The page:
FOCUS: CONTRACT PUBLISHING - Screen printing. Contract publishing is booming as companies crave on-line and off-line content for their customers. Nick Purdom reports on how the complementary media are being given the bespoke treatment

Contract publishers are a hive of frenzied activity at the moment. Not only are traditional customer magazines going from strength to strength (as revealed by the Association of Publishing Agencies research - see panel), but a whole new opportunity has arrived in the form of on-line publishing.

Contract publishers are a hive of frenzied activity at the moment.

Not only are traditional customer magazines going from strength to

strength (as revealed by the Association of Publishing Agencies research

- see panel), but a whole new opportunity has arrived in the form of

on-line publishing.

Some contract publishers have already taken the plunge into the brave

new world of on-line magazines, while those which haven’t are busily

working away behind the scenes to try to seize this opportunity.

TPD was one of the earliest contract publishers to go into on-line


’We’ve been doing interactive content since 1994. About one third of our

UK revenue is now derived from this and it’s growing very rapidly,’ says

TPD chairman Julian Treasure.

The company’s interactive division now has a turnover of around pounds

2.5 million, employs 30 people, and numbers ONdigital, United Airlines

and Microsoft among its clients.

Treasure has no doubt that the move into interactive publishing was

crucial to the company’s future. ’We have several interactive-only

clients, and if we’d stuck to print Microsoft would no longer be a


TPD may have taken a lead, but other contract publishers are showing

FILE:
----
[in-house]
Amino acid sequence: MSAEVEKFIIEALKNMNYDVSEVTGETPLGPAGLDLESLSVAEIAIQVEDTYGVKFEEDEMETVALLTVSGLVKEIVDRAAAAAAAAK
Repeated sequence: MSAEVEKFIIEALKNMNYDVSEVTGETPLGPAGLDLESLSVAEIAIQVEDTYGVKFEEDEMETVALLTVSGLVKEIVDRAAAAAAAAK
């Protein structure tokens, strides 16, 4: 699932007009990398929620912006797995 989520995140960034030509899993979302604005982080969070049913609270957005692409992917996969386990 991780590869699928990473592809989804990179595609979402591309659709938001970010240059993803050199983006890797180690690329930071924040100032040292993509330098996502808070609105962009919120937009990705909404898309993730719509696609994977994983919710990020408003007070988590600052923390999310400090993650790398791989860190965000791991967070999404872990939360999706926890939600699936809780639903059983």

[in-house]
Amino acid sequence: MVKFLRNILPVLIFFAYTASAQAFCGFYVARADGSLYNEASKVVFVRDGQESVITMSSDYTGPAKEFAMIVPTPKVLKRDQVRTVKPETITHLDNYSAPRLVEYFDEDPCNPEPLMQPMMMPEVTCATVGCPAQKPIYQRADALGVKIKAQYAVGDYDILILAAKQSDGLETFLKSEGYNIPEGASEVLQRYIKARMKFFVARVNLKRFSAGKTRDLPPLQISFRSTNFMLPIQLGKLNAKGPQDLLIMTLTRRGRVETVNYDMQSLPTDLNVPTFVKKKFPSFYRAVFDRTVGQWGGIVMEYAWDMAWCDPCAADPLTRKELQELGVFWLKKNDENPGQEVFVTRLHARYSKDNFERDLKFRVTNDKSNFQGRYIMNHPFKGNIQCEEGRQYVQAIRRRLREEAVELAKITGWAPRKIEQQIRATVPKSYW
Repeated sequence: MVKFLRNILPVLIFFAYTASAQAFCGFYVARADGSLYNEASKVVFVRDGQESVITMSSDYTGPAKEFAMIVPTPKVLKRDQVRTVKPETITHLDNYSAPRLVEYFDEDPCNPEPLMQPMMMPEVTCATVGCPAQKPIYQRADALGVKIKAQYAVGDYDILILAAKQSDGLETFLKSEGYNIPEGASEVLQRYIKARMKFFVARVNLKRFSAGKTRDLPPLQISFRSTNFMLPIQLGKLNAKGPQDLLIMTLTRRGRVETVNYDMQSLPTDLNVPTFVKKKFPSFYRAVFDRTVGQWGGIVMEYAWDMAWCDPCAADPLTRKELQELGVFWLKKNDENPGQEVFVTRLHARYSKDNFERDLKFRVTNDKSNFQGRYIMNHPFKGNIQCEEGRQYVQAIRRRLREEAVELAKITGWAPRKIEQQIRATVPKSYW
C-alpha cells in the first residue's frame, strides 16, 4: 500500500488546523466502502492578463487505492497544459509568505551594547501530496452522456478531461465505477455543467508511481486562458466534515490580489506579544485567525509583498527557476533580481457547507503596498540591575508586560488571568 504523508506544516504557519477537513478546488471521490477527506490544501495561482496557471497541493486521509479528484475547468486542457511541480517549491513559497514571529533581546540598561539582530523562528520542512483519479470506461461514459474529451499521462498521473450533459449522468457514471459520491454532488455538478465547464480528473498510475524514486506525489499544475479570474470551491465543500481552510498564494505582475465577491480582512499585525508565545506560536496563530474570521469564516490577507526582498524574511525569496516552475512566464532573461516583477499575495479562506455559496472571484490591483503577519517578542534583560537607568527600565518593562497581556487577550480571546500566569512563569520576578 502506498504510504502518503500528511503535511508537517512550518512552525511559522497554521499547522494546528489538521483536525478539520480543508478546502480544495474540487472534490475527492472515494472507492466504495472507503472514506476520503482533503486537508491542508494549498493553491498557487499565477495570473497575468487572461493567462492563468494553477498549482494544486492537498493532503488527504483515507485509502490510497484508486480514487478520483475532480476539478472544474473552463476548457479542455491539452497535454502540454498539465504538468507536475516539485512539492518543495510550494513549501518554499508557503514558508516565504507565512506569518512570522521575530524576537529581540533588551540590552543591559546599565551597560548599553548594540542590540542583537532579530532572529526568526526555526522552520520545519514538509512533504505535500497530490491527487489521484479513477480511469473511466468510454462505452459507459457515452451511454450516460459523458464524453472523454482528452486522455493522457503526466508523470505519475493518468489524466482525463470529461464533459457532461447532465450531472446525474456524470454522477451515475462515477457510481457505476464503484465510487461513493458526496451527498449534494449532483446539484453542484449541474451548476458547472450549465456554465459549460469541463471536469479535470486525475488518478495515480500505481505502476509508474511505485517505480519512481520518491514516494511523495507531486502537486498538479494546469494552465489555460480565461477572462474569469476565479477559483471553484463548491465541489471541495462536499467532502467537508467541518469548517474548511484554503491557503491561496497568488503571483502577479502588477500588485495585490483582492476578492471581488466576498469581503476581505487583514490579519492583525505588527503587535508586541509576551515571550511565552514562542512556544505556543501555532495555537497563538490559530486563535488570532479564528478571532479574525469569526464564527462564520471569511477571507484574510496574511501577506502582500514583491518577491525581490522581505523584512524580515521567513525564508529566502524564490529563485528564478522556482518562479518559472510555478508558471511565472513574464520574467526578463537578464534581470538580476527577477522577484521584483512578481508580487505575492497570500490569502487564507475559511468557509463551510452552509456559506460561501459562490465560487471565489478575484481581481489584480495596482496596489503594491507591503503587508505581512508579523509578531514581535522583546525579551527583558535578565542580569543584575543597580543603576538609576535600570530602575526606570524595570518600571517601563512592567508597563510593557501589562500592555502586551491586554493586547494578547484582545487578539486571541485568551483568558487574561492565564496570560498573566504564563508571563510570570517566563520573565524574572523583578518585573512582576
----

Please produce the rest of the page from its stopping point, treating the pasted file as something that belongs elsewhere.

similar commitment to on-line publishing. ’Every new customer that comes

to us is looking to produce both a printed magazine and an on-line

version,’ says John Brown Contract Publishing chief executive Andrew


John Brown helped launch just over a year ago, is doing

sites for Ikea in Germany and Finnish paper company Metsa-Serla, and has

just put the finishing touches to its new site for Orange.

Specialist Publications is currently involved in five on-line publishing

ventures, according to managing director Jim Addison. Some of these are

under wraps, but one is a project for Peugeot UK’s members’ site.

Mediamark launched as an on-line magazine for British

Midland a year ago (see panel opposite). The company is following its

success with Voyager by launching an electronic division in


Sales and marketing manager for the new division David Le Lacheur is

also working on two new on-line magazines which will appear shortly


’There is a huge opportunity in on-line publishing. If you look at the

number of companies that have web sites that don’t contribute to

increasing customer loyalty then you can see the potential,’ says Le


Summerhouse Publishing in Norwich is yet to venture into the on-line

world, but business development director Gareth Homfray-Davies is well

aware of the potential. ’Almost without exception our clients are asking

us to create on-line magazines for them,’ he says. ’We’ve got two major

initiatives in the pipeline.’

As the demand for on-line publications booms, contract publishers feel

they are very well placed to make the most of this new opportunity.

Hirsch has no doubt why companies are coming to him asking for on-line


’Every major company has got an on-line presence, but what a lot don’t

have is good on-line content. You need to keep people coming to a site

by creating good content.’

Addison agrees. ’Publishers like us are good at providing really good